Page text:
The International Federation of Library Associations and Institutions (IFLA) is the leading international body representing the interests of library and information services and their users. It is the global voice of the library and information profession. To this end, it is important that school library professionals acquaint themselves with the recently published IFLA School Library Guidelines (2nd ed).
In recent years many school libraries have come under the spotlight as principals balance the budget of cost against return. In some instances qualified library trained personnel have been taken from the library and redeployed elsewhere in the school, while other school libraries have continued to expand and grow. One of the keys to this change has been the ability of library staff to innovate and adapt to the changing nature of schooling, learning and resources.
In producing these guidelines, IFLA provides recommendations that can guide the discussion about your school library. As they state:
“These guidelines have been developed to assist school library professionals and educational decision-makers in their efforts to ensure that all students and teachers have access to effective school library programs and services, delivered by qualified school library personnel.”
IFLA make a number of recommendations that warrant close reading. Two of these resonate loudly as core programs and the collaborative partnerships required to achieve them, namely:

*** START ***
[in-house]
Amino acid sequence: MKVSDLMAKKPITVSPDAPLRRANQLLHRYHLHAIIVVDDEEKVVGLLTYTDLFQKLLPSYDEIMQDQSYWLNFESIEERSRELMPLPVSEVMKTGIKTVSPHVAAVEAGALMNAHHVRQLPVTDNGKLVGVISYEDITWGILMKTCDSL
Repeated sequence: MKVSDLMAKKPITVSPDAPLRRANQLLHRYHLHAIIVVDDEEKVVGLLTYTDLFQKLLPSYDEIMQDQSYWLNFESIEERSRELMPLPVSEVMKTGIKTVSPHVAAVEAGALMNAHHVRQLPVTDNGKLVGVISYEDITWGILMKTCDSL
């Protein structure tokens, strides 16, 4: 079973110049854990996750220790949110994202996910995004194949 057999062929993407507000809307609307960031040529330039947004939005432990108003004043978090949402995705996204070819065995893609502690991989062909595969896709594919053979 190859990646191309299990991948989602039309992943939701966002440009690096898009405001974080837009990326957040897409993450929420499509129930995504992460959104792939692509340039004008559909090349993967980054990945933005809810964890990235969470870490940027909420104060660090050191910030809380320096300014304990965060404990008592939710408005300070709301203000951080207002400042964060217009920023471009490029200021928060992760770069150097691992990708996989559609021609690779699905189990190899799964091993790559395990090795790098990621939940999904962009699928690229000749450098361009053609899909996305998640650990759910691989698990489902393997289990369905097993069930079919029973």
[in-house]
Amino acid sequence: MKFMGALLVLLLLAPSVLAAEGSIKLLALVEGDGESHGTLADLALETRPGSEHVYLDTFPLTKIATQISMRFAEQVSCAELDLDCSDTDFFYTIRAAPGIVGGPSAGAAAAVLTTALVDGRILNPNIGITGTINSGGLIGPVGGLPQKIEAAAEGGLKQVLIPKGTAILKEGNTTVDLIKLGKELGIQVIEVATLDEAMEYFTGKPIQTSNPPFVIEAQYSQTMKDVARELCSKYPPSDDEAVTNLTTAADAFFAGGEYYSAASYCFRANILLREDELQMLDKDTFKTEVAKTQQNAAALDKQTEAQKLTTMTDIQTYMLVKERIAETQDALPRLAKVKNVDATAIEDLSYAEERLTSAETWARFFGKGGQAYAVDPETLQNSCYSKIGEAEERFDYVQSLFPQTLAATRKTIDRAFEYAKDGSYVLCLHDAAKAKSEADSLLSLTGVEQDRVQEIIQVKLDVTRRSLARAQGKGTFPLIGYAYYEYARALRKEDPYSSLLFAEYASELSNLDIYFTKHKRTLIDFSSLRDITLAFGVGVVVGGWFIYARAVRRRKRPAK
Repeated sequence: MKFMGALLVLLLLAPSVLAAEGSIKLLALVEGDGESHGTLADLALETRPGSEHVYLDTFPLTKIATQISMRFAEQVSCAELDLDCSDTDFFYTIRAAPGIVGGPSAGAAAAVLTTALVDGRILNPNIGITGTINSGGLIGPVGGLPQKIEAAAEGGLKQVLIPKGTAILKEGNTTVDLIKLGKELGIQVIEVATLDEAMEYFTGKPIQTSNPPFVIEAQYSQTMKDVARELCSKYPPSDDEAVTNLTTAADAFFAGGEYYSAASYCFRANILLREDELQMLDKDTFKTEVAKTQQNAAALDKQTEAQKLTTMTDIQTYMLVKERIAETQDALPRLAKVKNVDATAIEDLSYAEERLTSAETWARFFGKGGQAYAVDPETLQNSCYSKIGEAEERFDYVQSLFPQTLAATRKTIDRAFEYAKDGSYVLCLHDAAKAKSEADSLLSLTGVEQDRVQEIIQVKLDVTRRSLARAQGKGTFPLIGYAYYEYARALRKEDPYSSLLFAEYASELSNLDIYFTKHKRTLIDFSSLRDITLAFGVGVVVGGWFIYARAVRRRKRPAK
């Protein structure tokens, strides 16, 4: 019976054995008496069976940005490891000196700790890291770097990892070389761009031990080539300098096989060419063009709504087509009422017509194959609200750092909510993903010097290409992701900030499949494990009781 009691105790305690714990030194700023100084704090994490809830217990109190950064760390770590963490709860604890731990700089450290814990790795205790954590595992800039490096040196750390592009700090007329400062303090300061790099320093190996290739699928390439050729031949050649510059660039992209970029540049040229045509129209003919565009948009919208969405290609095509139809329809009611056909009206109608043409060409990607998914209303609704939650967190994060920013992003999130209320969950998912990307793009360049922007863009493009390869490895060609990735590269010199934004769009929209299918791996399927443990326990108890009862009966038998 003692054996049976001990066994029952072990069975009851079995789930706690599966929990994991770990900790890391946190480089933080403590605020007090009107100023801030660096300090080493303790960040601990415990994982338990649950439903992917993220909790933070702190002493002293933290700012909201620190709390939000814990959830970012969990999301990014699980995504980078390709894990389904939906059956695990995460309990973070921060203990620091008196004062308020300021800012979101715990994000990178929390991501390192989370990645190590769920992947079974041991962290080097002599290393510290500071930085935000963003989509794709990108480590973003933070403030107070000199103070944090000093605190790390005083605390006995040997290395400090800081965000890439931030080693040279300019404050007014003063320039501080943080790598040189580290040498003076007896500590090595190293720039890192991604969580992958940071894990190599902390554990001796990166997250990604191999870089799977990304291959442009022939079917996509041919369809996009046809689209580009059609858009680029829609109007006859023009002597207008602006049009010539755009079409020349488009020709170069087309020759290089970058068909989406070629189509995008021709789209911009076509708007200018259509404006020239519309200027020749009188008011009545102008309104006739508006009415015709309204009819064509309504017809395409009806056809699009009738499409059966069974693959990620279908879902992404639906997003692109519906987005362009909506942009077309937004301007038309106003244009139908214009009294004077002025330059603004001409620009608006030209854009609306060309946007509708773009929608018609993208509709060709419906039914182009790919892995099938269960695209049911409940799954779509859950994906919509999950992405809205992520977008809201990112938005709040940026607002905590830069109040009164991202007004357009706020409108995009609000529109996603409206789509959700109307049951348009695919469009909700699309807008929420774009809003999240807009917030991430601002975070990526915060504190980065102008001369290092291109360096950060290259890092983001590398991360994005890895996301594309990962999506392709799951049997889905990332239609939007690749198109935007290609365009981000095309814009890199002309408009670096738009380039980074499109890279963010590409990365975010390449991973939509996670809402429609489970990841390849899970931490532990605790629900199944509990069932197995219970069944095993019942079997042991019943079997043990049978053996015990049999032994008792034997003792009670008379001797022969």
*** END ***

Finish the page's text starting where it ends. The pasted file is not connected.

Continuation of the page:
Recommendation 13. The core instructional activities of a school librarian should be focused on: literacy and reading promotion; media and information literacy instruction; inquiry-based teaching; technology integration; and professional development of teachers. [5.2-5.7]
Recommendation 14. The services and programs provided through the school library should be developed collaboratively by a professional school librarian working in concert with the principal, with curriculum leaders, with teaching colleagues, with members of other library groups, and with members of cultural, linguistic, indigenous, and other unique populations to contribute to the achievement of the academic, cultural, and social goals of the school. [3.5, 3.5.4, 5.1-5.8]
The positive impact of a well functioning school library on student achievement has been extensively studied over the years. We need to be in a constant state of review and self-appraisal if our school libraries are to adapt to changing needs in schools. It’s not easy, but these guideline are a useful tool to support that process.